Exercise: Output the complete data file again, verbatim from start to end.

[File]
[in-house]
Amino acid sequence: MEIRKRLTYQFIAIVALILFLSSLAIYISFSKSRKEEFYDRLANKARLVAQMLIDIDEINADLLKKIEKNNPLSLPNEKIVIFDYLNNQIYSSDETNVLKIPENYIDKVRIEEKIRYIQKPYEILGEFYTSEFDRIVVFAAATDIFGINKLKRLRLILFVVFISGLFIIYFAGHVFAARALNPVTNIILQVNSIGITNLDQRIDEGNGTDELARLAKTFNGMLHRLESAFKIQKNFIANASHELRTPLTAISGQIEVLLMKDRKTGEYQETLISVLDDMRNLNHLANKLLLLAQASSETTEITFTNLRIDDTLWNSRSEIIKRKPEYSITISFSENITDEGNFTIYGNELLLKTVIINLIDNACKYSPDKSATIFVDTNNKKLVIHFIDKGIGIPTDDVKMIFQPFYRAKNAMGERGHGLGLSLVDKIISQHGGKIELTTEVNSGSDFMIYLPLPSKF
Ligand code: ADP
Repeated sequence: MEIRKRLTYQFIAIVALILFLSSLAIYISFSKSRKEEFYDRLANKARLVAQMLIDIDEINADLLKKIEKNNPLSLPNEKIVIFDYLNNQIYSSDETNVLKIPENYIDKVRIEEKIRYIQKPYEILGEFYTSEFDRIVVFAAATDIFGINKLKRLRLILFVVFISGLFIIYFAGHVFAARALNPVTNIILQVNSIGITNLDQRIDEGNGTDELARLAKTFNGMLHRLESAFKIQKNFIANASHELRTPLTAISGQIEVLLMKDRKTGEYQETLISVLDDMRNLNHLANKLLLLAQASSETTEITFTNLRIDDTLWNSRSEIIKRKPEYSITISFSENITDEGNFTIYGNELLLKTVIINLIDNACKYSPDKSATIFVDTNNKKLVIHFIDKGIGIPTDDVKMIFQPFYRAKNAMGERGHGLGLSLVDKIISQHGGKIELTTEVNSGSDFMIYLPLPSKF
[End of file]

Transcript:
[in-house]
Amino acid sequence: MEIRKRLTYQFIAIVALILFLSSLAIYISFSKSRKEEFYDRLANKARLVAQMLIDIDEINADLLKKIEKNNPLSLPNEKIVIFDYLNNQIYSSDETNVLKIPENYIDKVRIEEKIRYIQKPYEILGEFYTSEFDRIVVFAAATDIFGINKLKRLRLILFVVFISGLFIIYFAGHVFAARALNPVTNIILQVNSIGITNLDQRIDEGNGTDELARLAKTFNGMLHRLESAFKIQKNFIANASHELRTPLTAISGQIEVLLMKDRKTGEYQETLISVLDDMRNLNHLANKLLLLAQASSETTEITFTNLRIDDTLWNSRSEIIKRKPEYSITISFSENITDEGNFTIYGNELLLKTVIINLIDNACKYSPDKSATIFVDTNNKKLVIHFIDKGIGIPTDDVKMIFQPFYRAKNAMGERGHGLGLSLVDKIISQHGGKIELTTEVNSGSDFMIYLPLPSKF
Ligand code: ADP
Repeated sequence: MEIRKRLTYQFIAIVALILFLSSLAIYISFSKSRKEEFYDRLANKARLVAQMLIDIDEINADLLKKIEKNNPLSLPNEKIVIFDYLNNQIYSSDETNVLKIPENYIDKVRIEEKIRYIQKPYEILGEFYTSEFDRIVVFAAATDIFGINKLKRLRLILFVVFISGLFIIYFAGHVFAARALNPVTNIILQVNSIGITNLDQRIDEGNGTDELARLAKTFNGMLHRLESAFKIQKNFIANASHELRTPLTAISGQIEVLLMKDRKTGEYQETLISVLDDMRNLNHLANKLLLLAQASSETTEITFTNLRIDDTLWNSRSEIIKRKPEYSITISFSENITDEGNFTIYGNELLLKTVIINLIDNACKYSPDKSATIFVDTNNKKLVIHFIDKGIGIPTDDVKMIFQPFYRAKNAMGERGHGLGLSLVDKIISQHGGKIELTTEVNSGSDFMIYLPLPSKF